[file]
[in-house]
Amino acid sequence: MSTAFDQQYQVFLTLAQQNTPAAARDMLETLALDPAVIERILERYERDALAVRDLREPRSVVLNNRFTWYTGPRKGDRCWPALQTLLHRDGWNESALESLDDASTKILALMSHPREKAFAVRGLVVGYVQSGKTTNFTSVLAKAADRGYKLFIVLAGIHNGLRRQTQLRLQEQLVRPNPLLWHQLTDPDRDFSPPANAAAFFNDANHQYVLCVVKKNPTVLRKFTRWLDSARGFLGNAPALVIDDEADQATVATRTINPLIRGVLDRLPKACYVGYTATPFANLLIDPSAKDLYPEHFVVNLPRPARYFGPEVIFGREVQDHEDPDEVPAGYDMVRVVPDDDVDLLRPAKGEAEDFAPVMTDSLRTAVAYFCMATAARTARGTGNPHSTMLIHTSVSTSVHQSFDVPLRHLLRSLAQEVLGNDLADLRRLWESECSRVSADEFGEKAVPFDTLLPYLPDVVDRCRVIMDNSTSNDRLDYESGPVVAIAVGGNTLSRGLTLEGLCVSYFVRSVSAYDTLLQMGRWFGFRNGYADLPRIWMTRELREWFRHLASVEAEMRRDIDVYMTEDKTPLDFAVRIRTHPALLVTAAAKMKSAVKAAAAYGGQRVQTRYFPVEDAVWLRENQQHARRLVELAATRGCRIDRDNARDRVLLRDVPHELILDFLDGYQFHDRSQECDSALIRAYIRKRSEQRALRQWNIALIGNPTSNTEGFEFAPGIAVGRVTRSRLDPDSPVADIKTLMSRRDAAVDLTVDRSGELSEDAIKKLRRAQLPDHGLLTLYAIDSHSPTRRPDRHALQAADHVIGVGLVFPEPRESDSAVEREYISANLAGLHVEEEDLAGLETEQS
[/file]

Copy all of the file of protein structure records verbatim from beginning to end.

[in-house]
Amino acid sequence: MSTAFDQQYQVFLTLAQQNTPAAARDMLETLALDPAVIERILERYERDALAVRDLREPRSVVLNNRFTWYTGPRKGDRCWPALQTLLHRDGWNESALESLDDASTKILALMSHPREKAFAVRGLVVGYVQSGKTTNFTSVLAKAADRGYKLFIVLAGIHNGLRRQTQLRLQEQLVRPNPLLWHQLTDPDRDFSPPANAAAFFNDANHQYVLCVVKKNPTVLRKFTRWLDSARGFLGNAPALVIDDEADQATVATRTINPLIRGVLDRLPKACYVGYTATPFANLLIDPSAKDLYPEHFVVNLPRPARYFGPEVIFGREVQDHEDPDEVPAGYDMVRVVPDDDVDLLRPAKGEAEDFAPVMTDSLRTAVAYFCMATAARTARGTGNPHSTMLIHTSVSTSVHQSFDVPLRHLLRSLAQEVLGNDLADLRRLWESECSRVSADEFGEKAVPFDTLLPYLPDVVDRCRVIMDNSTSNDRLDYESGPVVAIAVGGNTLSRGLTLEGLCVSYFVRSVSAYDTLLQMGRWFGFRNGYADLPRIWMTRELREWFRHLASVEAEMRRDIDVYMTEDKTPLDFAVRIRTHPALLVTAAAKMKSAVKAAAAYGGQRVQTRYFPVEDAVWLRENQQHARRLVELAATRGCRIDRDNARDRVLLRDVPHELILDFLDGYQFHDRSQECDSALIRAYIRKRSEQRALRQWNIALIGNPTSNTEGFEFAPGIAVGRVTRSRLDPDSPVADIKTLMSRRDAAVDLTVDRSGELSEDAIKKLRRAQLPDHGLLTLYAIDSHSPTRRPDRHALQAADHVIGVGLVFPEPRESDSAVEREYISANLAGLHVEEEDLAGLETEQS